Vitiligo treatment gets positive CHMP opinion

If approved, the cream formulation of the JAK inhibitor ruxolitinib will be the first treatment for repigmentation in non-segmental vitiligo available in the European Union.

Vitiligo treatment gets positive CHMP opinion

The Committee for Medicinal Products for Human Use (CHMP) has issued a positive opinion recommending approval of ruxolitinib cream (Opzelura™) for non-segmental vitiligo with facial involvement in people over 12 years old.

“With no centrally approved treatment option currently available in the EU, this positive opinion marks a significant milestone for the vitiligo community,” explained Dr Steven Stein, Chief Medical Officer, Incyte. When approved, this will be the first approved vitiligo therapy available in the EU for this indication.

About ruxolitinib cream

Ruxolitinib cream is a novel cream formulation of Incyte’s selective Janus kinase (JAK)1/JAK2 inhibitor ruxolitinib, approved by the US Food & Drug Administration (FDA) for topical treatment of nonsegmental vitiligo in patients 12 years of age and older. It is the first and only treatment for repigmentation approved in the US.

What led to recommendation of the JAK inhibitor?

The CHMP’s opinion was based on data from two pivotal Phase III clinical trials (TRuE-V1 and TRuE-V2) evaluating ruxolitinib cream versus vehicle (non-medicated cream) in more than 600 people with non-segmental vitiligo, aged 12 and older. Results from the TRuE-V1 and TRuE-V2 trials were recently published in The New England Journal of Medicine.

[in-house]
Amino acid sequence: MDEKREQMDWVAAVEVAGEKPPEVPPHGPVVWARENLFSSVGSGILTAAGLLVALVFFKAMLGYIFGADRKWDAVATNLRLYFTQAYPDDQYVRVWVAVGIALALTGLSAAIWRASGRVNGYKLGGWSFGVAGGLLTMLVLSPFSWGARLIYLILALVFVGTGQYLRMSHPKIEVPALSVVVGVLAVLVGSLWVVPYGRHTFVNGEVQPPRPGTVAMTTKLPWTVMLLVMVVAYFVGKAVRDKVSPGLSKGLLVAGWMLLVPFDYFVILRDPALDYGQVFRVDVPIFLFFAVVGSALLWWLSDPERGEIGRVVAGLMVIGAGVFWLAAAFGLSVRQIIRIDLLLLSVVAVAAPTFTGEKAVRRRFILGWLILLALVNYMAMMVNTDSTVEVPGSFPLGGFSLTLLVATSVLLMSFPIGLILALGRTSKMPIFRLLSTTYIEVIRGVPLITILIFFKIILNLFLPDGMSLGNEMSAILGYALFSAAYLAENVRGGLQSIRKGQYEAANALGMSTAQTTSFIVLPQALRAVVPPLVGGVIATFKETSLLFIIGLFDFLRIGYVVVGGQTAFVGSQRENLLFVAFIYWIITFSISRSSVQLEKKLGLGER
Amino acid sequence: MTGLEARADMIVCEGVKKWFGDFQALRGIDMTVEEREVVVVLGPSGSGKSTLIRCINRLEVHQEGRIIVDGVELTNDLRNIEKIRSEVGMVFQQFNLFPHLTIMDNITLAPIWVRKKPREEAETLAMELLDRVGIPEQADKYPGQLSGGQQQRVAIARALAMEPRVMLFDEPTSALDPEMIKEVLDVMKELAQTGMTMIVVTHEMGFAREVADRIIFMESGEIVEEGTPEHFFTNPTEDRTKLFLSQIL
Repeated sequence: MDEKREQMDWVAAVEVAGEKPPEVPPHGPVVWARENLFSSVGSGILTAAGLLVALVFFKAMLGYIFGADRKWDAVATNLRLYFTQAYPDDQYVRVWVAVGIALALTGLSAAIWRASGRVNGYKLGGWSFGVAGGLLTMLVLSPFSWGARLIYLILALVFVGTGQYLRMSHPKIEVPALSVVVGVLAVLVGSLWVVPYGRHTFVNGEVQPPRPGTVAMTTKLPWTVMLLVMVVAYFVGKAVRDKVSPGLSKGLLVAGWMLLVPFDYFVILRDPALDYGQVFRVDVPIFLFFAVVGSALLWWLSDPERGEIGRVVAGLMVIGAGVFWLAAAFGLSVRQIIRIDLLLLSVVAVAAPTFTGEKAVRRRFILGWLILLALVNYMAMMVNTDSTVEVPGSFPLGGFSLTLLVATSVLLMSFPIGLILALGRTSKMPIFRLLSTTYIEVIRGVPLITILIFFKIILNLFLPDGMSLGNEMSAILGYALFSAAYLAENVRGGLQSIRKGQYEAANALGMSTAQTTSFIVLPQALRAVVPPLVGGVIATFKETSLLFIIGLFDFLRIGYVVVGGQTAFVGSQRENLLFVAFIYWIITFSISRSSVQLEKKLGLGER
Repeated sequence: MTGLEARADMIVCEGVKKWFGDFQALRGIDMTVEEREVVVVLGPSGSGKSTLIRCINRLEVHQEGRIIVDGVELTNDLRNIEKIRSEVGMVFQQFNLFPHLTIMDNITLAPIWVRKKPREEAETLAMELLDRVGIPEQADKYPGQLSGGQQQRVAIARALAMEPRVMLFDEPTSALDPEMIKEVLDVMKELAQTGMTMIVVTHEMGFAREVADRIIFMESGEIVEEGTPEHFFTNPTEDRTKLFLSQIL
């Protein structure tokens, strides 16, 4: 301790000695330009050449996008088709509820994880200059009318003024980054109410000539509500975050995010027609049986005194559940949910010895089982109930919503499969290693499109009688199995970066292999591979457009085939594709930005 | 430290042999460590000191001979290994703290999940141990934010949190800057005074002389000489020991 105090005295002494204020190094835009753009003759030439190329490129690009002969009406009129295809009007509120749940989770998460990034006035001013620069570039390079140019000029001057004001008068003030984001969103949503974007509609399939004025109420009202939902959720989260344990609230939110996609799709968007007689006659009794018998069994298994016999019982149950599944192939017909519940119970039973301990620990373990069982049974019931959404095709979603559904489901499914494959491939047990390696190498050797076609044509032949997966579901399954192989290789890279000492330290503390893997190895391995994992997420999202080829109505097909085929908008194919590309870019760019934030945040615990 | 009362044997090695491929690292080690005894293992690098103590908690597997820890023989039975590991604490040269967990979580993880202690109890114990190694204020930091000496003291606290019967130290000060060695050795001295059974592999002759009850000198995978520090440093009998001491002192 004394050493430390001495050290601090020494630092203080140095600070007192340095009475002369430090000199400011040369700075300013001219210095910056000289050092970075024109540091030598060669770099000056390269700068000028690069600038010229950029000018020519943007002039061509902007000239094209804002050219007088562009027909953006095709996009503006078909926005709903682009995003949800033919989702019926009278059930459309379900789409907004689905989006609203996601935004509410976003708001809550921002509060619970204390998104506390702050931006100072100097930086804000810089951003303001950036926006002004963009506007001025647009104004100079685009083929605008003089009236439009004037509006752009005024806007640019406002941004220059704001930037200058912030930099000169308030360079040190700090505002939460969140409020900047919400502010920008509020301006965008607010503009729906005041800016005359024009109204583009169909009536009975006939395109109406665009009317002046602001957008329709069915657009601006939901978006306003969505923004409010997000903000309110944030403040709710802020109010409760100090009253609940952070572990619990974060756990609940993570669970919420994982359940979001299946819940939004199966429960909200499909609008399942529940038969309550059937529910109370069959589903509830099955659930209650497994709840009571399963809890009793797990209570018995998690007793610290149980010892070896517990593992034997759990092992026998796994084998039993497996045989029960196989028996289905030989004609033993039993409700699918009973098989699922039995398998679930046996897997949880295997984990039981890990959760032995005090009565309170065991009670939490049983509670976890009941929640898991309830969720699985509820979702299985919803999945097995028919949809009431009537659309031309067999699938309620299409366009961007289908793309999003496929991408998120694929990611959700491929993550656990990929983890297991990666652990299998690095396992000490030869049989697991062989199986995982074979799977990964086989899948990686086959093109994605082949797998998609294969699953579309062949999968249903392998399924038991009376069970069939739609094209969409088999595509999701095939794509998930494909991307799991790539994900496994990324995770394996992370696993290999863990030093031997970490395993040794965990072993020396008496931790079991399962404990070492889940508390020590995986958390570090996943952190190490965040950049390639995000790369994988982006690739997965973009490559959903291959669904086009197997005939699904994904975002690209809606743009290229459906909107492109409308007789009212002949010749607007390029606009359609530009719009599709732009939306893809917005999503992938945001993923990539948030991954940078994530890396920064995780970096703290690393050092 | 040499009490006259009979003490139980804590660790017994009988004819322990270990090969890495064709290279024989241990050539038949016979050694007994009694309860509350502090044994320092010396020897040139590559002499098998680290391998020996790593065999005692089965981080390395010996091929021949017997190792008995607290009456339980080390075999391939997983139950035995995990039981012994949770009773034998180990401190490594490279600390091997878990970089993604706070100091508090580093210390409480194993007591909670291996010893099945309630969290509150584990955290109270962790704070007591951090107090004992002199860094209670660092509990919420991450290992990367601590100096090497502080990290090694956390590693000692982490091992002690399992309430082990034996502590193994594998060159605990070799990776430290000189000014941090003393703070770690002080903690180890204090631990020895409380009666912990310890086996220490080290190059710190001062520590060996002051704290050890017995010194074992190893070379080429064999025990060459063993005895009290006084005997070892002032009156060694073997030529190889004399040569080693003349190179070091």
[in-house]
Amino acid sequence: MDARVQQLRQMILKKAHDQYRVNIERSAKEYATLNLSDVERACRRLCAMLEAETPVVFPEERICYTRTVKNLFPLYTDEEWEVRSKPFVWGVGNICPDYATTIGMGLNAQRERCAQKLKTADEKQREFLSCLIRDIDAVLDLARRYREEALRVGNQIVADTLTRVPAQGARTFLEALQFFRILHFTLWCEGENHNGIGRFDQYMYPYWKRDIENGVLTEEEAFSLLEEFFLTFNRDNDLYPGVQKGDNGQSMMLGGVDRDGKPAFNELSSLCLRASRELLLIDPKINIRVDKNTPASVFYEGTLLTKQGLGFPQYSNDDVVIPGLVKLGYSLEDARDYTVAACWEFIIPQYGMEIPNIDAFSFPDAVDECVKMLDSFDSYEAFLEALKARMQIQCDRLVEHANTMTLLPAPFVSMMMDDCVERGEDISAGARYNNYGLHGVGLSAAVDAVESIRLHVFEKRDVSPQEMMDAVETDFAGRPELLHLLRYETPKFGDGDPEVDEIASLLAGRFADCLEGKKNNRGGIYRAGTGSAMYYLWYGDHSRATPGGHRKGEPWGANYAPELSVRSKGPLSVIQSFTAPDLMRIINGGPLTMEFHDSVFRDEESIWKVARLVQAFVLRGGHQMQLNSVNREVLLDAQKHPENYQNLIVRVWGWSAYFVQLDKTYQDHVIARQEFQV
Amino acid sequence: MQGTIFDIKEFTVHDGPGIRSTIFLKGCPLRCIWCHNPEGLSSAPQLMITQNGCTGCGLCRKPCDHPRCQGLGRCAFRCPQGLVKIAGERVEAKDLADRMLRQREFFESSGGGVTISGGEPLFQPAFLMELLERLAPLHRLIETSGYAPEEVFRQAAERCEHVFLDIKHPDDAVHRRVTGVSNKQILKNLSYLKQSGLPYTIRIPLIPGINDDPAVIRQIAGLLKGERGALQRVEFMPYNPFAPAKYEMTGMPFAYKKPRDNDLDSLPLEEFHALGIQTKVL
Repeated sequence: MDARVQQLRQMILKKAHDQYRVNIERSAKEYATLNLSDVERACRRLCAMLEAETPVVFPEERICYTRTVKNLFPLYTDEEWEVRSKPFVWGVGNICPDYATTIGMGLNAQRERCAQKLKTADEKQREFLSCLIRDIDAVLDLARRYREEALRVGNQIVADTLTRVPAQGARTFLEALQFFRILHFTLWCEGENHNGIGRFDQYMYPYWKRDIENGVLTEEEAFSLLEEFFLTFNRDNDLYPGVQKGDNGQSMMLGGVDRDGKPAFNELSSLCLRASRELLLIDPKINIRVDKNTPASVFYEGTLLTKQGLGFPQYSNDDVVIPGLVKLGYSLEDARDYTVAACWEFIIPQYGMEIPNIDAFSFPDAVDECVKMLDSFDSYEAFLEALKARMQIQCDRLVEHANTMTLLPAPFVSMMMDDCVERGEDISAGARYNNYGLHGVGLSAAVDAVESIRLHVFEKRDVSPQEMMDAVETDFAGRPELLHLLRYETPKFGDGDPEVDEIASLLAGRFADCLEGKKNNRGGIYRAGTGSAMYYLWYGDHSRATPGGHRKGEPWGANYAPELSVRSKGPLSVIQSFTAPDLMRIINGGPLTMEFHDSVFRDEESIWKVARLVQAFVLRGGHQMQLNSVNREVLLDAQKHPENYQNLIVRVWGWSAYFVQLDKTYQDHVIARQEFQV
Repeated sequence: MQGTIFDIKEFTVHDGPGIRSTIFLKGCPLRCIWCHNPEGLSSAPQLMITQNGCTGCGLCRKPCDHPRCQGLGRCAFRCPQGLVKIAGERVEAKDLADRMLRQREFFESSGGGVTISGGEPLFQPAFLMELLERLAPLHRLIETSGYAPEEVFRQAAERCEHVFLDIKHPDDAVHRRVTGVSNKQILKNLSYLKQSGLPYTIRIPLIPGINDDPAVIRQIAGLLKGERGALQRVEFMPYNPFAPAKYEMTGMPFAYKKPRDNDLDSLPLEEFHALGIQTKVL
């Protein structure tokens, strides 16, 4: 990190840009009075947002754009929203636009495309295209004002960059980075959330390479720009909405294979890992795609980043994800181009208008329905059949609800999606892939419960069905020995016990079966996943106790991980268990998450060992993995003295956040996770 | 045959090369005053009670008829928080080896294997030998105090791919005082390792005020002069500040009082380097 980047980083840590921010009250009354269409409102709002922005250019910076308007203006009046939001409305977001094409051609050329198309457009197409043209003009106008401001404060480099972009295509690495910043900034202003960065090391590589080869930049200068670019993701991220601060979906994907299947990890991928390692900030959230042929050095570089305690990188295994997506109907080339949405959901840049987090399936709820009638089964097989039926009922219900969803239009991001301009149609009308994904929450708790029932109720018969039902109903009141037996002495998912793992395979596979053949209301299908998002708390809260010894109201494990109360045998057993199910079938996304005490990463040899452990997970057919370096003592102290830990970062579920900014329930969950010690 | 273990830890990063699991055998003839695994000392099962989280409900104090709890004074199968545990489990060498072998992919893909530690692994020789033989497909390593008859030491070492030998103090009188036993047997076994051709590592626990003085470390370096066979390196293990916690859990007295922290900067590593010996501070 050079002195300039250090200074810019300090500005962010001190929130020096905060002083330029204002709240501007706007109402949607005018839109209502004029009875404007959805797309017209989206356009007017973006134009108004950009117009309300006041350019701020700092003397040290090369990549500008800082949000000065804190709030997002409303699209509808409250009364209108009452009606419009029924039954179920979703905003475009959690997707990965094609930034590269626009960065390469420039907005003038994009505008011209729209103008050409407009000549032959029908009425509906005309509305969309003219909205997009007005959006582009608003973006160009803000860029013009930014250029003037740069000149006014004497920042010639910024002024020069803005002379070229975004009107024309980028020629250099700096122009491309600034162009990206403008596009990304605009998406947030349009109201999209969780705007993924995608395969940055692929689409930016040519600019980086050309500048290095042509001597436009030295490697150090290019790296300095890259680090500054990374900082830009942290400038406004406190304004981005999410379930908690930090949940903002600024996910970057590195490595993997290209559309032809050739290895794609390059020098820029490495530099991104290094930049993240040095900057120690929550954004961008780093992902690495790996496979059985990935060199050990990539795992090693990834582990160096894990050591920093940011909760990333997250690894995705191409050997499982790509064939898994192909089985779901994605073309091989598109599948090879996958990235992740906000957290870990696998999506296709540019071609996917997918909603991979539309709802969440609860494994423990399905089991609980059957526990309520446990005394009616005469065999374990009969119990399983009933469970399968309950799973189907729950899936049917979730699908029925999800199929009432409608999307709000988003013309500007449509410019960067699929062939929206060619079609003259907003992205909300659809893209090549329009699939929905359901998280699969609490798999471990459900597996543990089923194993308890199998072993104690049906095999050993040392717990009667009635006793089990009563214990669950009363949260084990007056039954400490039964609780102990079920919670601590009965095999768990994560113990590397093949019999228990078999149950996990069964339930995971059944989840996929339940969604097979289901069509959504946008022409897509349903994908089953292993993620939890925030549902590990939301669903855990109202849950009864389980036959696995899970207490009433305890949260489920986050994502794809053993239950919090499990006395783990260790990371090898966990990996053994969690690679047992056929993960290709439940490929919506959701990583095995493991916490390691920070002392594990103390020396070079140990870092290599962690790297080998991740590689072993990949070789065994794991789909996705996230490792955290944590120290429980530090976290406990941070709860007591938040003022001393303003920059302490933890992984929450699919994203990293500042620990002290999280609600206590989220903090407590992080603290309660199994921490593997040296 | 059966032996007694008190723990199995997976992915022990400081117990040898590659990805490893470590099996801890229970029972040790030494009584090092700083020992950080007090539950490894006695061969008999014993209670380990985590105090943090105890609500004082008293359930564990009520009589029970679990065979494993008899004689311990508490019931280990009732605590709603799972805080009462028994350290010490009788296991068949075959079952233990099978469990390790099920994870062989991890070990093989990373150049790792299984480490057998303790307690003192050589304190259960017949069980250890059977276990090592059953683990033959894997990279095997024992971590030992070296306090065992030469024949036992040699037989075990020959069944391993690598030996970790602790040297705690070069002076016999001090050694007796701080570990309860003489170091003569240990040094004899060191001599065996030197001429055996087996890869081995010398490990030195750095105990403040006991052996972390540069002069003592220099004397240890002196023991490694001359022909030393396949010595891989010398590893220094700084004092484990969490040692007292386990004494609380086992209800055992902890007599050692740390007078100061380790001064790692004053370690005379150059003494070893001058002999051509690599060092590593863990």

Key results from the Phase III trials for vitiligo

Significant improvements in facial and total body repigmentation versus vehicle were observed as shown by the number of patients reaching the facial and total body Vitiligo Area Scoring Index (F-VASI-T-VASI) endpoints at Week 24 compared to vehicle. A higher proportion of patients responded at Week 521.

  • In TRuE-V1, the percentage of patients with an F-VASI75 response at week 24 was 29.8 percent in the ruxolitinib-cream group and 7.4 percent in the vehicle group
  • In TRuE-V2, the percentages were 30.9 percent and 11.4 percent, respectively.


Vitiligo is a chronic autoimmune disease characterised by skin depigmentation resulting in patchy loss of skin colour from the progressive destruction of pigment-producing cells known as melanocytes. Overactivity of the JAK signalling pathway is believed to drive inflammation involved in the pathogenesis and progression of vitiligo.

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